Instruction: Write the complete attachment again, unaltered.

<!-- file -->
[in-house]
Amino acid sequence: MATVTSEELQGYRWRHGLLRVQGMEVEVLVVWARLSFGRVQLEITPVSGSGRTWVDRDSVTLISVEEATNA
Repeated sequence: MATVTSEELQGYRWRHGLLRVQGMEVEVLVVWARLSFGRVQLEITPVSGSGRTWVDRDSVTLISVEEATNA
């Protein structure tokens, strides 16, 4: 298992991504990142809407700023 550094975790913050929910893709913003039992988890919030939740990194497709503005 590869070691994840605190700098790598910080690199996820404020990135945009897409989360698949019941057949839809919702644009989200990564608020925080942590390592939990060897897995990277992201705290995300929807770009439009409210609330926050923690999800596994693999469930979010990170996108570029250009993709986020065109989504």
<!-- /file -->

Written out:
[in-house]
Amino acid sequence: MATVTSEELQGYRWRHGLLRVQGMEVEVLVVWARLSFGRVQLEITPVSGSGRTWVDRDSVTLISVEEATNA
Repeated sequence: MATVTSEELQGYRWRHGLLRVQGMEVEVLVVWARLSFGRVQLEITPVSGSGRTWVDRDSVTLISVEEATNA
């Protein structure tokens, strides 16, 4: 298992991504990142809407700023 550094975790913050929910893709913003039992988890919030939740990194497709503005 590869070691994840605190700098790598910080690199996820404020990135945009897409989360698949019941057949839809919702644009989200990564608020925080942590390592939990060897897995990277992201705290995300929807770009439009409210609330926050923690999800596994693999469930979010990170996108570029250009993709986020065109989504």